And the retail small shareholder’s, will be left, as usual.

          With nothing.


          The legislation that allowed this was probably one of Reagan’s worst signings.

          Nancy was the First Female POTUS.

          She probably though a little to old school to believe American executives would do what they are doing, in the buyback program’s today.

        • I’ve often thought if companies took this to its absurd limits, a company could buy back all its stock except for one share that would be worth billions and yet not innovate one iota, not increase any sales, not bring out any new products. But by golly that one share is worth billions!!

          What a sad state! The Great American Engine is grinding to a halt!

    • Jungle Jim says:

      Perhaps, but the point remains. Dividends and CAPEX would still have to be be funded by debt just as the buybacks are. The point to the buybacks was to hide the pathetic earnings.

  2. Double D says:

    Like a crack addict you really can’t successfully wean of the drug. The addict wants more and more just to “experience” the same high. The whole world has sold it’s future for where we are now? The inevitable is now too scary to even comprehend.

    • Petunia says:

      James Rickards was on Max Keiser promoting his new book and talked about his view of the future. He thinks the ECB and the FED will roll their debt into an SDR. His view will take us from a failed Euro and dollar to another doomed to fail currency. I think this is what they will try to do but won’t get away with it. Eventually they will have to write off all the debts.

  3. Petunia says:

    I usually give Carly Fiorina credit for HP still being in the computer business, but I see your point about the share buybacks. She doesn’t often get blamed for wasting money, only for firing people.

  4. nick kelly says:

    A bit biblical- e.g. use of the word ‘evil’ but pretty good.
    When the dust settles on the CRASH this will be one thing that comes under scrutiny.

  5. Crazy'olTom says:

    Have any of you started learning about Inverse ETFs?

    Have you sold any of your “BLEU Chip” holdings?

    How much cash do your investment accts hold?

    Do you not go indoors when a thunder storm is approaching?

    • WorldBLee says:

      I don’t own any stock any more; I’m mostly cash. I didn’t want to get rich off this junk on the way up, and I don’t want to get wiped out by it on the way down.

  6. BoyfromTottenham says:

    Hi from Oz. Nick Kelly said ‘when the dust settles on the CRASH this will be one thing that comes under scrutiny’. I wish I had your optimism – what came under scrutiny after the last crash? Stuff all. BTW After a few decades I have just started re-reading Any Rand’s ‘Atlas Shrugged’. The references to political / economic ‘progressives’ and their fairytale ideas seem remarkably prescient, and frankly they scare the s##t out of me for my kids future far more than any crash.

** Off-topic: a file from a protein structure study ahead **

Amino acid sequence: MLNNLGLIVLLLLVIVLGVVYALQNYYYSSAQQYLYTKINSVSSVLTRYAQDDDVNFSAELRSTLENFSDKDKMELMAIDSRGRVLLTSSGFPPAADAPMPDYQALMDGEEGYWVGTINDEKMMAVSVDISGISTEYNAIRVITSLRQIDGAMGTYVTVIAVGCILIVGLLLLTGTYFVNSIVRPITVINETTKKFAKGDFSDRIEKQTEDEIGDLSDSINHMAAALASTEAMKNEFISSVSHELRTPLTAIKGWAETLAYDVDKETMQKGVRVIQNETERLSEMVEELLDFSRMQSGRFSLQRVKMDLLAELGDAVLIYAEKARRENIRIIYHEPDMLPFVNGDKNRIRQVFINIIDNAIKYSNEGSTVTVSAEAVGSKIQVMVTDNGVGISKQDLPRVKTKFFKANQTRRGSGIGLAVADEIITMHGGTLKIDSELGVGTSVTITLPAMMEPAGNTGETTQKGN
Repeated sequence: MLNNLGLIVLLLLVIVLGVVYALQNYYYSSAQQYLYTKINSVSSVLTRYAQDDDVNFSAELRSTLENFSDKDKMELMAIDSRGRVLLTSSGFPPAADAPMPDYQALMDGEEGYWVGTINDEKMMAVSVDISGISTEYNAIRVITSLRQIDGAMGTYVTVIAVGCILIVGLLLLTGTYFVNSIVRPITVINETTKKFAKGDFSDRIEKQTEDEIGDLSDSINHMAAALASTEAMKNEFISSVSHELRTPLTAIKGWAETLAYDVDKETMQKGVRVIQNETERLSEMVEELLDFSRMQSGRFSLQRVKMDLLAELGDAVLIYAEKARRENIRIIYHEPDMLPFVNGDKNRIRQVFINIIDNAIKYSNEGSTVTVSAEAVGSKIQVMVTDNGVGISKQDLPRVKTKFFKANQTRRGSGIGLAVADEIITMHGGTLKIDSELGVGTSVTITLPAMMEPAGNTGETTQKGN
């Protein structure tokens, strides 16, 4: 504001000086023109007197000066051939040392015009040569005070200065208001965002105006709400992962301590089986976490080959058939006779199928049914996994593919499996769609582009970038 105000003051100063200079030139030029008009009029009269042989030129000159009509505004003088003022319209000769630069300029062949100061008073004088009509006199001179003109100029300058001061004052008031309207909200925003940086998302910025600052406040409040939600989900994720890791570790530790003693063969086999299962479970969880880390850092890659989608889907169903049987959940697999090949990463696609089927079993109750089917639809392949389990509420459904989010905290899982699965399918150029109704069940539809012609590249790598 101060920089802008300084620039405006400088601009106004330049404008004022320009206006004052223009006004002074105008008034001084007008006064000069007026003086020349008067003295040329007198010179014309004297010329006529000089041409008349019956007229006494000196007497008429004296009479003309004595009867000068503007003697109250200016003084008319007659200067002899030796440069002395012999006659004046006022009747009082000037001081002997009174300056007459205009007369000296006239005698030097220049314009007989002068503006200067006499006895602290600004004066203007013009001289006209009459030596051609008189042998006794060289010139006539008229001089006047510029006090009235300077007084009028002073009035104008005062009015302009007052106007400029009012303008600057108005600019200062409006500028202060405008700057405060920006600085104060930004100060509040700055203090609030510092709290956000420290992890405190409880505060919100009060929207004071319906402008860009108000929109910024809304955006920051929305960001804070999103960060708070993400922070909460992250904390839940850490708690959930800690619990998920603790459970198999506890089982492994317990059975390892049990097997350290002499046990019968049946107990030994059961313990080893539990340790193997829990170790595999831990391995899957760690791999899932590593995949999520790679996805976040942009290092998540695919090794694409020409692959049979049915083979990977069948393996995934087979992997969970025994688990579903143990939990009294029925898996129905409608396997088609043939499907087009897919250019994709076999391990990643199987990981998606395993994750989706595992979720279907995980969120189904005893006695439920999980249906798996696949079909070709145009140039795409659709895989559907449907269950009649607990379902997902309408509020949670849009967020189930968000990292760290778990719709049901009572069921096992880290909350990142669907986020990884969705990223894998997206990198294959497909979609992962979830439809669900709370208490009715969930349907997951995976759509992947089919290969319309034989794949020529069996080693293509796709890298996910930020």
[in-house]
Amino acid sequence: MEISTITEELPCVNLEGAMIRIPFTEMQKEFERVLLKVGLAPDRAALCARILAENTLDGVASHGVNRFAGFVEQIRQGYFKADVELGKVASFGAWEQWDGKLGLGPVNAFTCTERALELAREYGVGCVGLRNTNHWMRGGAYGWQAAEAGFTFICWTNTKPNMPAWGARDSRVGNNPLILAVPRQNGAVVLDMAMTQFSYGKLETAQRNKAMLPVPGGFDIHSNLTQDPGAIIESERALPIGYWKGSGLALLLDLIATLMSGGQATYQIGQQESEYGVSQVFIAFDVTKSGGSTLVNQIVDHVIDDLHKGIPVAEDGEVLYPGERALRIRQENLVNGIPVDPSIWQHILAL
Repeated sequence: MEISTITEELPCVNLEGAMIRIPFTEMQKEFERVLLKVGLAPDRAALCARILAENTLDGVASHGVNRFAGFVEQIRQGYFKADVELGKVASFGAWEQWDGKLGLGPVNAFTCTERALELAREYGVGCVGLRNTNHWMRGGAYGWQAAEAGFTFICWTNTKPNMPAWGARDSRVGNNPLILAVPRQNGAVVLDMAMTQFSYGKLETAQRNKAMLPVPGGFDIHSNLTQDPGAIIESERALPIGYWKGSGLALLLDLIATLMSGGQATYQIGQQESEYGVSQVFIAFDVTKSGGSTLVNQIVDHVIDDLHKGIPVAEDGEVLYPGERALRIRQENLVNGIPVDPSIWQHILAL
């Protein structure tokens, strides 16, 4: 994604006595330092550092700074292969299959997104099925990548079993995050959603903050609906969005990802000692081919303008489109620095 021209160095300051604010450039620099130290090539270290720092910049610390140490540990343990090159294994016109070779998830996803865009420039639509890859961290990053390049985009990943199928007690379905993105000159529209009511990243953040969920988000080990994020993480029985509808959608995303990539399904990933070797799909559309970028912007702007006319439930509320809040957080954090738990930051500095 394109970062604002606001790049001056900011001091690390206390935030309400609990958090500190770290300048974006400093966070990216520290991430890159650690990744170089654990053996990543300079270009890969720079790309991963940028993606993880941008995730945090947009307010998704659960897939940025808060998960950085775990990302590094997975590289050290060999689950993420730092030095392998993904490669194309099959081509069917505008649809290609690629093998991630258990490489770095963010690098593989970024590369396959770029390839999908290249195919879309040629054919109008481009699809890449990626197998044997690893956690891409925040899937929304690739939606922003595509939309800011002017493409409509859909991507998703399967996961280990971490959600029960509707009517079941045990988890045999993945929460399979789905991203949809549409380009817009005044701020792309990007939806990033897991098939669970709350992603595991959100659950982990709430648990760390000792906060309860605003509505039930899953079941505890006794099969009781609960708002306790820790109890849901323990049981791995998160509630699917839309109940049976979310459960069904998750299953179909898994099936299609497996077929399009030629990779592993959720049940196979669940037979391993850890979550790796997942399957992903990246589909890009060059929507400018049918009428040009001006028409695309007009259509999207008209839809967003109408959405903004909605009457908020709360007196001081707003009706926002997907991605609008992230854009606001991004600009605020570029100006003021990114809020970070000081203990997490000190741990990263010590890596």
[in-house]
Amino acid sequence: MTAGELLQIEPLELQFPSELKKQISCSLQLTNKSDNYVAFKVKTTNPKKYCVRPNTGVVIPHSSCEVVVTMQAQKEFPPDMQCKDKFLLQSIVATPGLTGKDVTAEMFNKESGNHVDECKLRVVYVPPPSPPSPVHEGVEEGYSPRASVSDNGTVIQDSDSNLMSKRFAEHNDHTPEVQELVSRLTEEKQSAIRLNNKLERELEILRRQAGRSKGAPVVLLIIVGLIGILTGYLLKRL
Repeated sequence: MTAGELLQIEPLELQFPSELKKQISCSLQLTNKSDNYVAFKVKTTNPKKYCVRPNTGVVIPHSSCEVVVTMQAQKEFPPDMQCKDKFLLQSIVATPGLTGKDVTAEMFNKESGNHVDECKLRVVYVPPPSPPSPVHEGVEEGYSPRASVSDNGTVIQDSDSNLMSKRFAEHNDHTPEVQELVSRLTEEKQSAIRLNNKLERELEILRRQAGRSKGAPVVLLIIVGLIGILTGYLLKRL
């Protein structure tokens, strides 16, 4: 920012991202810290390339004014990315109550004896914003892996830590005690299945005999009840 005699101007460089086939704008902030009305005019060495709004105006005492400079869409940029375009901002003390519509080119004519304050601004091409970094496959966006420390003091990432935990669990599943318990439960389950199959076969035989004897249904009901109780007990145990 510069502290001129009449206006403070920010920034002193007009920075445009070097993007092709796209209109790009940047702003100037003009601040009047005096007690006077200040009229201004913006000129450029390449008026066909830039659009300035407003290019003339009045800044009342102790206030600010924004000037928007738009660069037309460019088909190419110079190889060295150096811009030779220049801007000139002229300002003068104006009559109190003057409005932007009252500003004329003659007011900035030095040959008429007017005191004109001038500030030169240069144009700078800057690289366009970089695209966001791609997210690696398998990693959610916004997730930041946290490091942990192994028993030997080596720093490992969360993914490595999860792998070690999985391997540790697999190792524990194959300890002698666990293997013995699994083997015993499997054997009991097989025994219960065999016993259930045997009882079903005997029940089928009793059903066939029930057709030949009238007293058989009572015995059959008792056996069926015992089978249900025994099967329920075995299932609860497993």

7. Bruce Adlam says:

    The more things change the more they stay the same .we haven’t learnt the basics of history or have chosen to ignore it to somehow think it’s different this time .yes it is different but like the laws of physics you brake them at your peril .the buck stops at the top with Obama and the fed they will prove to be worst since 1929. Are We To Smart For History. I don’t think so time will tell

  8. Northwest Resident says:

    How can we be sure that the prolonged wave of corporate stock buybacks isn’t just part of “the plan”, the plan being to push out the inevitable collapse of the global economy into the future, i.e., hold off collapse? If one starts with premise that TPTB have long foreseen an inevitable end to economic growth, and therefore our modern way of life (BAU), and have been putting into action plans that have long been in the making, then a lot of what the governments and central banks of the world have been doing begin to make more sense. The pieces all seem to fit together. Pure speculation of course. I do not believe that the stock-buyback craze was or is primarily caused by the unbridled greed of corporate executives, and “easy” as that would be to believe.

    • Petunia says:

      Bankers are all short term greedy. None have the foresight or even care about the long term effects of anything.

      • VegasBob says:

        I’ve been dealing with banksters for close to 50 years, and I haven’t met very many smart ones…

        • d says:

          “I’ve been dealing with banksters for close to 50 years, and I haven’t met very many smart ones”

          What do you expect America is after all the “Land of the Gangster”.

        • Wolf Richter says:

          By the way, I have had many good experiences with loan offices and other bankers – including those that didn’t walk away when the company NEEDED the money because it was losing money, and we were in the middle of a turnaround effort. The bank could have walked, and we would have gone belly-up. I worked with this loan office for years… great guy, and doing a good job for his bank too (it made a ton of money from us).

          My current experiences with bankers (from TBTF bank) are good as well. They even run my payroll and do all the government reports, thank God (for a fee that I don’t mind paying).

          We really have to distinguish between the guys running the show, and the hundreds of thousands of men and women doing their jobs.

        • d says:

          “We really have to distinguish between the guys running the show, and the hundreds of thousands of men and women doing their jobs.”

          We really have to distinguish between some of the bad guys running part of the show, and the hundreds of thousands of men and women doing their jobs.


          The vast majority of America financial and corporate issues today can be resolved in 1 act.

          Campaign finance, reform and restriction.

          Notice Comrade Sanders, dosent have any interest in that.